16 May 2022 The Irish Film & Television Network
Les Arcs European Film Festival Celebrates Irish Film
22 Dec 2014 : Deirdre Molumby
Last weekend, the sixth edition of the Les Arcs European Film Festival wrapped having included a focus on Ireland with the goal of celebrating the country’s cinematic beauty, history, and filmic opportunities.

The festival’s ‘Irish Focus’ programming included 14 films, with older favourites such as John Crowley’s ‘Intermission’, Jim Sheridan’s ‘In the Name of the Father’ and Neil Jordan’s ‘Michael Collins’ in the mix as well as more recent movies like John Carney’s ‘Once’, Alicia Duffy’s ‘All Good Children’ and Ian Fitzgibbon’s ‘Perrier’s Bounty’. Terry McMahon’s ‘Patrick’s Day’ and Terri Hooley biopic ‘Good Vibrations’ were also screened.

Tomm Moore’s animated Oscar contender ‘Song of the Sea’ was in the Youth Programme, and Agnés Merlet’s ‘Hideaways’, Jon Wright’s ‘Grabbers’ and Ivan Kavanagh’s ‘The Canal’ were selected as Special Screenings.

In the official line-up, Lenny Abrahamson’s Frank was in Competition and composer Stephen Rennicks won the award for Best Music. Rennicks also recently won the award for Best Technical Achievement for his musical contributions to ‘Frank’ at the British Independent Film Awards and IFTN interviewed Rennicks following his win.

There was a particular focus on Irish co-productions at the festival. There was Loïc Jourdain’s documentary ‘The Turning Tide in the Life of a Man’, a France/ Ireland co-production about a struggling Irish fisherman faced with new European laws, screened as an exclusive premiere in the festival. UK-Ireland co-production ‘Grace Jones – The Musical of My Life’ was also pitched at Les Arcs. ‘My Name is Emily’ was chosen as part of the Works-in-Progress section. More can be read on these projects and others here.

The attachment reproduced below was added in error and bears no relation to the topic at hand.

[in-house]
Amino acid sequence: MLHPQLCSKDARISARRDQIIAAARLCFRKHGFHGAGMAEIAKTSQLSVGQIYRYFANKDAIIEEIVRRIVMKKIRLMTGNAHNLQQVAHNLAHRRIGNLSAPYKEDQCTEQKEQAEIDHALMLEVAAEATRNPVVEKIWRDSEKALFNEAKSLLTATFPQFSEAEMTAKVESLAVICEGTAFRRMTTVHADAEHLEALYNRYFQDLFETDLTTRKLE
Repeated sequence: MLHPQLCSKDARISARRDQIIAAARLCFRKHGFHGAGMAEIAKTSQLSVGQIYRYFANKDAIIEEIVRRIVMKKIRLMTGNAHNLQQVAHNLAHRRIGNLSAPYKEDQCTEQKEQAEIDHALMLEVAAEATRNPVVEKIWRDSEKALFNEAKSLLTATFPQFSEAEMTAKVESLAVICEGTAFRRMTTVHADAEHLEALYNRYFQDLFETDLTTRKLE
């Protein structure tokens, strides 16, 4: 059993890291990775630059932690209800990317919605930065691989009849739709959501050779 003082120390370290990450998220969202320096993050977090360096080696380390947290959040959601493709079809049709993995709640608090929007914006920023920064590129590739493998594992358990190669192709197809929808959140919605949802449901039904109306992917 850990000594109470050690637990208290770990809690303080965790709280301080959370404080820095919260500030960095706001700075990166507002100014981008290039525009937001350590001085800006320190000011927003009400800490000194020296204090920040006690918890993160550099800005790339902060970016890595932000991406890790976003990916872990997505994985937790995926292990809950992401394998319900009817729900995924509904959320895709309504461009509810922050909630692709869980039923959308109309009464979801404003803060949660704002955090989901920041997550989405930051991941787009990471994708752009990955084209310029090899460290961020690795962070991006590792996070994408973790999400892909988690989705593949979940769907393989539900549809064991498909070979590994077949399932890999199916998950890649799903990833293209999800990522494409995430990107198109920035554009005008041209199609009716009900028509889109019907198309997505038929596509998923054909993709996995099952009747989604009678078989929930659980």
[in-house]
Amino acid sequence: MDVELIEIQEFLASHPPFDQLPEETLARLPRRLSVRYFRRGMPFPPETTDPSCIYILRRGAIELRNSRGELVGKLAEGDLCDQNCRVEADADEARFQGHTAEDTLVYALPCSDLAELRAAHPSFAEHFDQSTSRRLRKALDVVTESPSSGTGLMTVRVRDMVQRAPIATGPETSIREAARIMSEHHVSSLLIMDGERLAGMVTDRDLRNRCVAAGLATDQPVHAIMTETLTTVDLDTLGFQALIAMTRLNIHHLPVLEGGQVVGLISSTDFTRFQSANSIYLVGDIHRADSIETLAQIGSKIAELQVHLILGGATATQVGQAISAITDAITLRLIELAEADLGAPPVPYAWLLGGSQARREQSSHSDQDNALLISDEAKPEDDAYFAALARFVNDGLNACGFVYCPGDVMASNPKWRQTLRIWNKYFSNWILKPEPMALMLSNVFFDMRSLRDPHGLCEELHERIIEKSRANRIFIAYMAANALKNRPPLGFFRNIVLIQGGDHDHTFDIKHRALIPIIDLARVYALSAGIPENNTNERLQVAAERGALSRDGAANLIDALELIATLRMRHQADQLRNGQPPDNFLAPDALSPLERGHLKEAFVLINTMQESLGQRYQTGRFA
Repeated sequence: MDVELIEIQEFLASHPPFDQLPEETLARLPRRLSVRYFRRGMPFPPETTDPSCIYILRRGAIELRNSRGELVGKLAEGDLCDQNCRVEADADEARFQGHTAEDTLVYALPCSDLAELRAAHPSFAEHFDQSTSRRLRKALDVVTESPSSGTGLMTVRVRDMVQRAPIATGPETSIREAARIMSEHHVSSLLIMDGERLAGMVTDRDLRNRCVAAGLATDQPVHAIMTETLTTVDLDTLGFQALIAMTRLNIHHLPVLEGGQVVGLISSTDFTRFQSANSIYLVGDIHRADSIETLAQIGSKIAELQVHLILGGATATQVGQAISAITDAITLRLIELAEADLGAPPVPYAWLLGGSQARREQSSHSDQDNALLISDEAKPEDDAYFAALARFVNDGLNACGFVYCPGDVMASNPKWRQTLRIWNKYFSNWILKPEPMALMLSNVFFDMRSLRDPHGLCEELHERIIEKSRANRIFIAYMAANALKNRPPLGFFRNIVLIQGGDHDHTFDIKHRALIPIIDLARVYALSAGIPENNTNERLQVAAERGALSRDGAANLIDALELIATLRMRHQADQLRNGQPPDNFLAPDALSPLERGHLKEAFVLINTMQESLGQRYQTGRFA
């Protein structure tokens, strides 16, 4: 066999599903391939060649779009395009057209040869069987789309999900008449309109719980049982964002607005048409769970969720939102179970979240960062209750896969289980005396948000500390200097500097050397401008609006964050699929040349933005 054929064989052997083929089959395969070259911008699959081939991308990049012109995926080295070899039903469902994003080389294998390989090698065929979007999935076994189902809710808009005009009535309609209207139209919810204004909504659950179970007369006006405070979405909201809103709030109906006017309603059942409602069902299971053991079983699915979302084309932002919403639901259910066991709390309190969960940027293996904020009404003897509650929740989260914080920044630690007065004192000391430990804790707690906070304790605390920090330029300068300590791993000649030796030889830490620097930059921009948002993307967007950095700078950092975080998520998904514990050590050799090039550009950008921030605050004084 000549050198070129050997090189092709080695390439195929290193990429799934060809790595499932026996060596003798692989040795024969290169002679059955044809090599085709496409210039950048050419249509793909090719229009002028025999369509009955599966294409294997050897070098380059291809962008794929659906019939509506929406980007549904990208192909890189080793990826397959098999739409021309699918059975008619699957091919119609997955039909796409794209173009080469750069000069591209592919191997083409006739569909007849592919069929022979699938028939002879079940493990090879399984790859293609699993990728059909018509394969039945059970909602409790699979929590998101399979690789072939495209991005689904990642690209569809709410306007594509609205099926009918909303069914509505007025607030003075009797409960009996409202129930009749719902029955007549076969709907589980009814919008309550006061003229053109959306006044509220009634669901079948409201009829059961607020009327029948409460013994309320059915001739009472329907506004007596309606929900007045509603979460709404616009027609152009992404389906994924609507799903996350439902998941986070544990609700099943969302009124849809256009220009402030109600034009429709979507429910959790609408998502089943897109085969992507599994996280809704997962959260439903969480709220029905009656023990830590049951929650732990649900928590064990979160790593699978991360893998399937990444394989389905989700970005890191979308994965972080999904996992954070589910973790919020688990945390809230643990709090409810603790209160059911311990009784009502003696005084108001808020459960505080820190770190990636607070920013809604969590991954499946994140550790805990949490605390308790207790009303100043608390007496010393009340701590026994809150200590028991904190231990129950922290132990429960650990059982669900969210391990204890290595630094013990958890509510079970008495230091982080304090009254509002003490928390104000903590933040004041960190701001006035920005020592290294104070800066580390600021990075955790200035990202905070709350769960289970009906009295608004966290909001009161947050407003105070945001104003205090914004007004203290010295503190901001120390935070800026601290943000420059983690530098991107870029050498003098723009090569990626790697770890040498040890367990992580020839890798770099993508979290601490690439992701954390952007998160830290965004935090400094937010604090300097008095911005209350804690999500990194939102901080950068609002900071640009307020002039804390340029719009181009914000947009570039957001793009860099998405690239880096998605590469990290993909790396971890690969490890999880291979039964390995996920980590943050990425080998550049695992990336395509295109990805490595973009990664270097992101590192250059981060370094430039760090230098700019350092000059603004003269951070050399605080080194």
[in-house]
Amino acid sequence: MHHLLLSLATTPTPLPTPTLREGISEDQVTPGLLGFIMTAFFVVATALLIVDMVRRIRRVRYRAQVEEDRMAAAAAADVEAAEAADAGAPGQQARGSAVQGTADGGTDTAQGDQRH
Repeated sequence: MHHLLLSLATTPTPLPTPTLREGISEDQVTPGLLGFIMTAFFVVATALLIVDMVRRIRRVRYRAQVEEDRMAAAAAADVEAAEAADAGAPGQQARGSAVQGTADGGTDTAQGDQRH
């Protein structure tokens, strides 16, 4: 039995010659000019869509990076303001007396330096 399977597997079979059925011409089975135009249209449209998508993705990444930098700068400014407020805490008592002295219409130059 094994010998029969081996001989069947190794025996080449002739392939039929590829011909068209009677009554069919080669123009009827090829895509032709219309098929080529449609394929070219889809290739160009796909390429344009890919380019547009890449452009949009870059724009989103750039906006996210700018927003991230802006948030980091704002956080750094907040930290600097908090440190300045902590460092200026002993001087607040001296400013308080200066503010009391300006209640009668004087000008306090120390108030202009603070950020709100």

Last but far from least, upcoming fantasy drama ‘The Lobster’ starring Colin Farrell, Rachel Weisz, Ben Whishaw and Léa Seydoux was showcased as a case study within the co-production market. James Hickey, Chief Executive of the Irish Film Board, hailed ‘The Lobster’ as “a tremendous example of creative financing, and that hopefully there would be more of these creative activities, particularly where work originates from Irish producers.”

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